15.4  Estimating ASIC Size

Table 15.3 shows some useful numbers for estimating ASIC die size. Suppose we wish to estimate the die size of a 40 k-gate ASIC in a 0.35 m m gate array, three-level metal process with 166 I/O pads. For this ASIC the minimum feature size is 0.35 m m. Thus l (one-half the minimum feature size) = 0.35 m m/2 = 0.175 m m. Using our data and Table 15.3 , we can derive the following information. We know that 0.35 m m standard-cell density is roughly 5 ¥ 10 –4 gate/ l 2 . From this we can calculate the gate density for a 0.35 m m gate array:

gate density

=

0.35 m m standard-cell density ¥ (0.8 to 0.9)

 

 

=

4 ¥ 10 –4 to 4.5 ¥ 10 –4 gate/ l 2 .

(15.1)

This gives the core size (logic and routing only) as

(4 ¥ 10 4 gates/gate density) ¥ routing factor ¥ (1/gate-array utilization)

 

 

=

4 ¥ 10 4 /(4 ¥ 10 –4 to 4.5 ¥ 10 –4 ) ¥ (1 to 2) ¥ 1/(0.8 to 0.9) = 10 8 to 2.5 ¥ 10 8 l 2

 

 

=

4840 to 11,900 mil 2 .

(15.2)

TABLE 15.2  System partitioning for the Sun Microsystems SPARCstation 10.

 

SPARCstation  10 ASIC

Gates

Pins

Package

Type

1

SuperSPARC Superscalar SPARC

3 M-transistors

293

PGA

FC

2

SuperCache cache controller

2 M-transistors

369

PGA

FC

3

EMC memory control

40 k-gate

299

PGA

GA

4

MSI MBus–SBus interface

40 k-gate

223

PGA

GA

5

DMA2 Ethernet, SCSI, parallel port

30 k-gate

160

PQFP

GA

6

SEC SBus to 8-bit bus

20 k-gate

160

PQFP

GA

7

DBRI dual ISDN interface

72 k-gate

132

PQFP

GA

8

MMCodec stereo codec

32 k-gate

44

PLCC

FC

Abbreviations:

 

PGA = pin-grid array

GA = channelless gate array

 

PQFP = plastic quad flat pack

FC = full custom

 

PLCC = plastic leaded chip carrier

 

 

We shall need to add (0.175/0.5) ¥ 2 ¥ (15 to 20) = 10.5 to 21 mil (per side) for the pad heights (we included the effects of scaling in this calculation). With a pad pitch of 5 mil and roughly 166/4 = 42 I/Os per side (not counting any power pads), we need a die at least 5 ¥ 42 = 210 mil on a side for the I/Os. Thus the die size must be at least 210 ¥ 210 = 4.4 ¥ 10 4 mil 2 to fit 166 I/Os. Of this die area only 1.19 ¥ 10 4 /(4.4 ¥ 10 4 ) = 27 % (at most) is used by the core logic. This is a severely pad-limited design and we need to rethink the partitioning of this system.

Table 15.4 shows some typical areas for datapath elements. You would use many of these datapath elements in floating-point arithmetic (these elements are large—you should not use floating-point arithmetic unless you have to):

  • A leading-one detector with barrel shifter normalizes a mantissa.
  • A priority encoder corrects exponents due to mantissa normalization.
  • A denormalizing barrel shifter aligns mantissas.
  • A normalizing barrel shifter with a leading-one detector normalizes mantissa subtraction.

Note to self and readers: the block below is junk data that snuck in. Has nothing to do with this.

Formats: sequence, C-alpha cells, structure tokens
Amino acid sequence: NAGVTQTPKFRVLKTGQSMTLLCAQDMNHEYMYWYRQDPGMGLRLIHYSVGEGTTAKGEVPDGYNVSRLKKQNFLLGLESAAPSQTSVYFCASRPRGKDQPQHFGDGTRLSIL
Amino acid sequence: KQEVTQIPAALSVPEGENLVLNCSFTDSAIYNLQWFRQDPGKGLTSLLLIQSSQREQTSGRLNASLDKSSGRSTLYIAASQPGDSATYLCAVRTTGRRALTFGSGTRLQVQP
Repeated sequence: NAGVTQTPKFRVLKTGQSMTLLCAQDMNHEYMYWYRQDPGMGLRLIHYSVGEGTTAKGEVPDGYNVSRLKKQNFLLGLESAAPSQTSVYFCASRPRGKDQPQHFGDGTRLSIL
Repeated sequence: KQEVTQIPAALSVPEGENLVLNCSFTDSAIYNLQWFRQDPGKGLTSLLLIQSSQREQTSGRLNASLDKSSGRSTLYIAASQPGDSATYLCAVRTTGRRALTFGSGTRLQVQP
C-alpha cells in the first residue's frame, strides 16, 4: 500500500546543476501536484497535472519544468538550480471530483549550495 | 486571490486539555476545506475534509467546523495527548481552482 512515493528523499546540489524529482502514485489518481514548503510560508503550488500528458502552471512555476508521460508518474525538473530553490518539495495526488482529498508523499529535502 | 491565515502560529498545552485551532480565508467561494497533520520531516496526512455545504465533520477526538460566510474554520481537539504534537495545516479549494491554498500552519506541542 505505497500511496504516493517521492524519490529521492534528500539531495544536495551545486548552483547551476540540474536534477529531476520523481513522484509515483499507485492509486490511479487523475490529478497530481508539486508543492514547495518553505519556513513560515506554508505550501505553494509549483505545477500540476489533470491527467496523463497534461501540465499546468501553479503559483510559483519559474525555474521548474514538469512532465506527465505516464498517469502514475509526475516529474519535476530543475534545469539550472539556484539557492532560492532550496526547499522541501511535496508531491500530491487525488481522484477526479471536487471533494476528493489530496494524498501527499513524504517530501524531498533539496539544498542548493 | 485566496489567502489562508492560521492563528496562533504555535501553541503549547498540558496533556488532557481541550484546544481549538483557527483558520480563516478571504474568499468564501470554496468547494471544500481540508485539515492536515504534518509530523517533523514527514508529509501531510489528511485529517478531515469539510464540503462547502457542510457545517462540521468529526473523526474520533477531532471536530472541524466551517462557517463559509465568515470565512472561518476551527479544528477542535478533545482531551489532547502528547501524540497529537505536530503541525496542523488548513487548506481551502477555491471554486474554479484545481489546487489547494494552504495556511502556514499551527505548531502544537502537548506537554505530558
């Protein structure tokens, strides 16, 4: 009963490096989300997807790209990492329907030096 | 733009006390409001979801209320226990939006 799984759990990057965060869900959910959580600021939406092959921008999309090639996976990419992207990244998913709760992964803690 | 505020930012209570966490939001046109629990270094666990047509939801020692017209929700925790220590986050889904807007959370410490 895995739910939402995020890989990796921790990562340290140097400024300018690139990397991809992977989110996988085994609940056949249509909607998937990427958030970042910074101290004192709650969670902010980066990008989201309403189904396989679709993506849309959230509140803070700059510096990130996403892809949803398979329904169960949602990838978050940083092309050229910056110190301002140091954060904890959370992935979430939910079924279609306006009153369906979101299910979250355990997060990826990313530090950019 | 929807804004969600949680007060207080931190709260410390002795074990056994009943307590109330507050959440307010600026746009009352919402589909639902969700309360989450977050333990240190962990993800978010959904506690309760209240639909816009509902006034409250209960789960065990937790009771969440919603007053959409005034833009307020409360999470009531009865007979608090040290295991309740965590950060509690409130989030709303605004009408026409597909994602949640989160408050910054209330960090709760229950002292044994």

• TABLE 15.3  Some useful numbers for ASIC estimates, normalized to a 1 m m technology unless noted.

    Parameter

    Typical value

    Comment 1

    Scaling

    Lambda, l

    0.5 m m = 0.5 (minimum feature size)

    In a 1 m m technology, l ª 0.5 m m.

    NA

    CAD pitch

    1 micron = 10 –6 m = 1 m m

    = minimum feature size

    Not to be confused with minimum CAD grid size (which is usually less than 0.01 m m).

    l

    Effective gate length

    0.25 to 1.0 m m

    Less than drawn gate length, usually by about 10 percent.

    l

    I/O-pad width (pitch)

    5 to 10 mil

    = 125 to 250 m m

    For a 1 m m technology, 2LM ( l = 0.5 m m). Scales less than linearly with l .

    l

    I/O-pad height

    15 to 20 mil

    = 375 to 500 m m

    For a 1 m m technology, 2LM ( l = 0.5 m m). Scales approximately linearly with l .

    l

    Large die

    1000 mil/side, 10 6 mil 2

    Approximately constant

    1

    Small die

    100 mil/side, 10 4 mil 2

    Approximately constant

    1

    Standard-cell density

    1.5 ¥ 10 –3 gate/ m m 2

    = 1.0 gate/mil 2

    For 1 m m, 2LM, library

    = 4 ¥ 10 –4 gate /l 2 (independent of scaling).

    1/ l 2

    Standard-cell density

    8 ¥ 10 –3 gate/ m m 2

    = 5.0 gate/mil 2

    For 0.5 m m, 3LM, library

    = 5 ¥ 10 –4 gate/ l 2 (independent of scaling).

    1/ l 2

    Gate-array utilization

    60 to 80 %

    For 2LM, approximately constant

    1

     

    80 to 90 %

    For 3LM, approximately constant

    1

    Gate-array density

    (0.8 to 0.9) ¥ standard cell density

    For the same process as standard cells

    1

    Standard-cell routing factor = (cell area + route area)/cell area

    1.5 to 2.5 (2LM)

    1.0 to 2.0 (3LM)

    Approximately constant

    1

    Package cost

    $0.01/pin, “penny per pin”

    Varies widely, figure is for low-cost plastic package, approximately constant

    1

    Wafer cost

    $1 k to $5 k

    average $2 k

    Varies widely, figure is for a mature, 2LM CMOS process, approximately constant

    1

    TABLE 15.4  Area estimates for datapath functions. 2

    Datapath function

    Area per bit/ l 2

    Area/ l 2 (32-bit)

    Area/ l 2 (64-bit)

    High-speed comparator (4–32 bit)

    24,000

    7.7E + 05

    1.5E + 06

    High-speed comparator (32–128 bit)

    28,800

    9.2E + 05

    1.8E + 06

    Leading-one detector ( n -bit)

    7200 log 2 n